Make Compost, Not War

Make Compost, Not War

by: Avery Elizabeth Hurt

According to an article in the Washington Post, we are in the midst of a boom in home vegetable gardening not seen since 1975. With gas at an all-time high and food prices soaring, it is not hard to see why. But if the motivation is simple, the benefits are more complex. The current boom in home gardening will, we are told, improve our collective health, reduce our dependence on foreign oil, and help reverse global warming. According to Timothy LaSalle, executive director of the Rodale Institute, organic farming methods even take carbon out of the air and sequester it in the soil. That’s a lot of good things to harvest along with your string beans.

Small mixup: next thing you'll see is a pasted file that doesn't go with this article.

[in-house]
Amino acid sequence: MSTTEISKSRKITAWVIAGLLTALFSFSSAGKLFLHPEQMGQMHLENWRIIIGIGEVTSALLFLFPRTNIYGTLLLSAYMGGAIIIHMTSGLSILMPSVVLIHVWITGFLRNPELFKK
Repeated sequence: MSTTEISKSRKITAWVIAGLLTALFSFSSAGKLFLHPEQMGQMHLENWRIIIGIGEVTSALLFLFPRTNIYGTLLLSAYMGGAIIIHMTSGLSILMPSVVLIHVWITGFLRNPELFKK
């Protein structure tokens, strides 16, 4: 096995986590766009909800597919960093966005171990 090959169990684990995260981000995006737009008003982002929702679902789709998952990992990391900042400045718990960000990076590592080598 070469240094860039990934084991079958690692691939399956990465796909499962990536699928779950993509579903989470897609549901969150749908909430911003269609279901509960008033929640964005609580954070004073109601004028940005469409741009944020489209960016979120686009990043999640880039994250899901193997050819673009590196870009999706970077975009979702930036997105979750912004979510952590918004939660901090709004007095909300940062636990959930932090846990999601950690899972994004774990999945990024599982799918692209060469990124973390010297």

While I agree that gardening will do all this and more, I do not think that these are the most valuable benefits we’ll see as more people pick up seed packet and spade and head out back to plant a garden. A community that nurtures the soil, a people who tend crops, a society in which people grow at least some of their own food is almost by definition a peaceful society. It is, after all, plowshares those metaphorical swords are hammered into. It is all but impossible to be hostile in a garden. The wizard Merlin, as presented by novelist Mary Stewart, says that gardening is “chief of the arts of peace.” An increase in gardening suggests a return to a more peaceful world, for a nation of gardeners cannot be a nation of warriors. Let’s pick up our spades and do the real work of bringing peace to the planet.